As we enter the twenty-first century,” writes the theologian and environmentalist Thomas Berry (2000, p. 196), “we are experiencing a moment of grace.” Anyone paying attention to the news these days has good reason to view this claim with some skepticism. What Berry means, however, has less to do with divine mercy than with the limited-time only offer that has been placed on the table for our consideration as a species. It is a moment unlike any previous one in terms of what is at stake. It is a moment that challenges us to transform our exploitation of the Earth into a relationship that is “mutually beneficial” (p. 3). And, as luck would have it, the moment is a brief one. Unless we act now to preserve and enhance the life, beauty, and diversity of the planet for future generations, as Berry puts it, we will become “impoverished in all that makes us human” (p. 200).
Although colleges and universities may be inherently cautious, as G. Wayne Clough, Jean-Lou Chameau, and Carol Carmichael (2006, p. 37) insist, “we have to find a way to adapt or risk becoming irrelevant.” By adopting an approach to planning that models collaborative learning, inclusivity, and mutual respect, academic institutions can provide the kind of leadership that will result in more sustainable communities. Committing to a democratic process of planning, one that involves all stakeholders in the decision making and seeks to fully inform them of the trade-offs inherent in any particular course of action, may cut against the grain of traditional practices in higher education, but it is critical to the success of the sustainability effort.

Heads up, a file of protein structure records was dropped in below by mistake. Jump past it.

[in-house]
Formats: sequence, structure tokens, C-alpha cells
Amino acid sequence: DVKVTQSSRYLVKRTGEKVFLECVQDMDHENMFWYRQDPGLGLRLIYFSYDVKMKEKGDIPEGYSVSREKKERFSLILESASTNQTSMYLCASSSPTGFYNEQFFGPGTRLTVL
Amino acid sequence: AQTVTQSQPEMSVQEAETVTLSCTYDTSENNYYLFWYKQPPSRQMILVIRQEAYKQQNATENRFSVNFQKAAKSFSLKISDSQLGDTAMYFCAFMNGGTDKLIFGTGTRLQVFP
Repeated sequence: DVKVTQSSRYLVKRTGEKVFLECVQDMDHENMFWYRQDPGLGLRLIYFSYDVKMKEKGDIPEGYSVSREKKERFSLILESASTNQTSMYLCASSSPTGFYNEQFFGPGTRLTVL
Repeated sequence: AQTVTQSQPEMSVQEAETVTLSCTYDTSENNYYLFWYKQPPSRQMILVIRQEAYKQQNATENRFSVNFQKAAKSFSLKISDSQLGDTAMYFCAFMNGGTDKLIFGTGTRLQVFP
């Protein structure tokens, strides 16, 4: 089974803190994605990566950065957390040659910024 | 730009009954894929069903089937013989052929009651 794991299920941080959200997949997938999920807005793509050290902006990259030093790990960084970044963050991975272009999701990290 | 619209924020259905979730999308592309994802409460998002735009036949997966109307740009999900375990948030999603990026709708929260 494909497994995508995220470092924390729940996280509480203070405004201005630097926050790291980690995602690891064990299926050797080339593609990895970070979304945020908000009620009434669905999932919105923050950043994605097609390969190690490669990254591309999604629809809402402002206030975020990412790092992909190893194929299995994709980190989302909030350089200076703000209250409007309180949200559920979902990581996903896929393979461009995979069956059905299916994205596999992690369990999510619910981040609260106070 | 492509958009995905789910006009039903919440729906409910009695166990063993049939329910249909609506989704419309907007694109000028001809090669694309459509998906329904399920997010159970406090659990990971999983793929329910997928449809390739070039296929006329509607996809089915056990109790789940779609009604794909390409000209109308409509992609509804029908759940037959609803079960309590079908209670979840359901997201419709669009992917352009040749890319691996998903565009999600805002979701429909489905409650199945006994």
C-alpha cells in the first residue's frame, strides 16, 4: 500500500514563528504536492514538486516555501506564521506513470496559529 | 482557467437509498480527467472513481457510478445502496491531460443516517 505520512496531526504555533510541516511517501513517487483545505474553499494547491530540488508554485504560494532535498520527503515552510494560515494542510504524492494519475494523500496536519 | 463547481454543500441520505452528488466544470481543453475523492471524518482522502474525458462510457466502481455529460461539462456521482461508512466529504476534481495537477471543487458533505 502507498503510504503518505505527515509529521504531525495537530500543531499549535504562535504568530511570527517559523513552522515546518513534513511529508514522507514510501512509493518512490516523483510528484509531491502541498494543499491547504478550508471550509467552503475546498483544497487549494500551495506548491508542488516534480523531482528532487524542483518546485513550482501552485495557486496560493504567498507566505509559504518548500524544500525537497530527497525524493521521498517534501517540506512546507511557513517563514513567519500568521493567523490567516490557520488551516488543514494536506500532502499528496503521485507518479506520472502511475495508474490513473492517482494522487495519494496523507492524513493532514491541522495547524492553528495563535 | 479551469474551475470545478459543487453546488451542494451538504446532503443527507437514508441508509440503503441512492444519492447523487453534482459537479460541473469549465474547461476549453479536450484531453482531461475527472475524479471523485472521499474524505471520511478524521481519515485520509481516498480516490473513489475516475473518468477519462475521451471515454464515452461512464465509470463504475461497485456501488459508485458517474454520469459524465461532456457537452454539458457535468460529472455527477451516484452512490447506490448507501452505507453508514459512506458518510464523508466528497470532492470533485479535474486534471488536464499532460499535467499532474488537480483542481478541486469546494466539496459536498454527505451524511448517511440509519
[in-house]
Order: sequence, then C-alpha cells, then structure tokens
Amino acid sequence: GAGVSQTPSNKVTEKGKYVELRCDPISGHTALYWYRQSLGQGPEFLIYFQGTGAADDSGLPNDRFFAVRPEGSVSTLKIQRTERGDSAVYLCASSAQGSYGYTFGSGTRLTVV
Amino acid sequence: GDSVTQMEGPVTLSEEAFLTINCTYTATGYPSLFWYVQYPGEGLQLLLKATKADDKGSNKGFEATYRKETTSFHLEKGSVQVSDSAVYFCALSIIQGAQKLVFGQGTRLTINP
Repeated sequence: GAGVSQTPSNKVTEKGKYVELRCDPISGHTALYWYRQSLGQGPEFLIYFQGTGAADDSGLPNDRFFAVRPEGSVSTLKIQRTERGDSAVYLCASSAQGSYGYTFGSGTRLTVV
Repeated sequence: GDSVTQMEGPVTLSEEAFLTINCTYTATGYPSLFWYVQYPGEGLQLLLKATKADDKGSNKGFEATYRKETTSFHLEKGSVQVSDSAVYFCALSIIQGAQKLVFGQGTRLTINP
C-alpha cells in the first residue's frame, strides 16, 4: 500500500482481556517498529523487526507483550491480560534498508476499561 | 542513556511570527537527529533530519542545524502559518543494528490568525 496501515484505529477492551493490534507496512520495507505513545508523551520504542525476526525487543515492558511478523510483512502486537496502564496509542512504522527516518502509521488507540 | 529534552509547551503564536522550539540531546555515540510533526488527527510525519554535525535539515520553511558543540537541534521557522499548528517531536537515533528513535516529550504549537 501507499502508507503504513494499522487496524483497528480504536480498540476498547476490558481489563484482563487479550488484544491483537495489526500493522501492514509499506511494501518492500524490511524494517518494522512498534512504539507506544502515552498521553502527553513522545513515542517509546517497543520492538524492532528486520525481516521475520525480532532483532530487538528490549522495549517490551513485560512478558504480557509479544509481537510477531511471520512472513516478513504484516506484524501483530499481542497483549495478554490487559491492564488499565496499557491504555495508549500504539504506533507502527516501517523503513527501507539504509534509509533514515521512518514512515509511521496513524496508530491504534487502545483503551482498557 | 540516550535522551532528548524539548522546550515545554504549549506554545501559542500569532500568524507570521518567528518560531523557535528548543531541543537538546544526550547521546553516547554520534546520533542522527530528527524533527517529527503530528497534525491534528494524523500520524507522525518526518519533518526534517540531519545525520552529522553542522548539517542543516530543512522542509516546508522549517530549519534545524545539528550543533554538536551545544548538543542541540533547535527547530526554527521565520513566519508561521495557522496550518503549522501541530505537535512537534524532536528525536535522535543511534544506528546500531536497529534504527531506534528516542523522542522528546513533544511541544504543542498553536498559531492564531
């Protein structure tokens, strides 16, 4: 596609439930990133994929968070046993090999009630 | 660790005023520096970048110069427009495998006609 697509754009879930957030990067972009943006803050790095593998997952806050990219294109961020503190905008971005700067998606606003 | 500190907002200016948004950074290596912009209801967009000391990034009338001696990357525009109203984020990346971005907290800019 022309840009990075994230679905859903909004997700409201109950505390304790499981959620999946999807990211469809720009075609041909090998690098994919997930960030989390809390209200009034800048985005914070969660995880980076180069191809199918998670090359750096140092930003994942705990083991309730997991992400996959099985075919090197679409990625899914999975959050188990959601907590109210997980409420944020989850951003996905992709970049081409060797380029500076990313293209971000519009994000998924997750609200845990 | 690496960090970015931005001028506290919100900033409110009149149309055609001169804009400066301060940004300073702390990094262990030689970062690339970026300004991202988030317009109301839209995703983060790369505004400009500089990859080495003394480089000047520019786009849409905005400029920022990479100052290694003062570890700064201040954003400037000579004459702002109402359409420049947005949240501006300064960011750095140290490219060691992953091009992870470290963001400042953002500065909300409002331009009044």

Diane W. Husic, Ph.D.
Chair and Professor, Department of Biological Sciences
Don St. John
Co-directors of the Sustainability Center of Investigation
Environmental Studies & Sciences Program Dedicates
New Deputy Field Center
The Environmental Studies & Sciences Program recently received a much-needed resource with a gift of 70 acres of land in northern Northampton County. The A. John '50 and Lillian K. Deputy Field Center for Environmental and Biological Sciences, a gift from Mr. Jay Deputy named in honor of his parents, serves as an outdoor laboratory in which students and faculty can conduct various environmental experiments and research. The center is located approximately 30 miles from the college just north of the town of Roseto and within the Kittatinny Ridge Corridor. Many vernal pools that serve as breeding places for several endangered and threatened amphibian species are located on the property.
This semester, students in Dr. Frank Kuserk’s ecology class initiated two studies designed to monitor long-term ecological changes. Teams of students collected and dried leaves from four tree species, weighed out equal amounts, and placed each sample into a mesh litter bag. They then secured their bags into a section of the stream that runs through the Deputy Field Center. Next spring students in Frank’s aquatic biology class will retrieve the bags, weigh them again to determine loss of material due to decomposition, and then collect and identify the macroinvertebrates most responsible for the changes. The purpose of the project is to find out which of the four types of leaves decompose fastest and to determine whether different species of macroinvertebrates have a preferred food source. (See a short video on Youtube)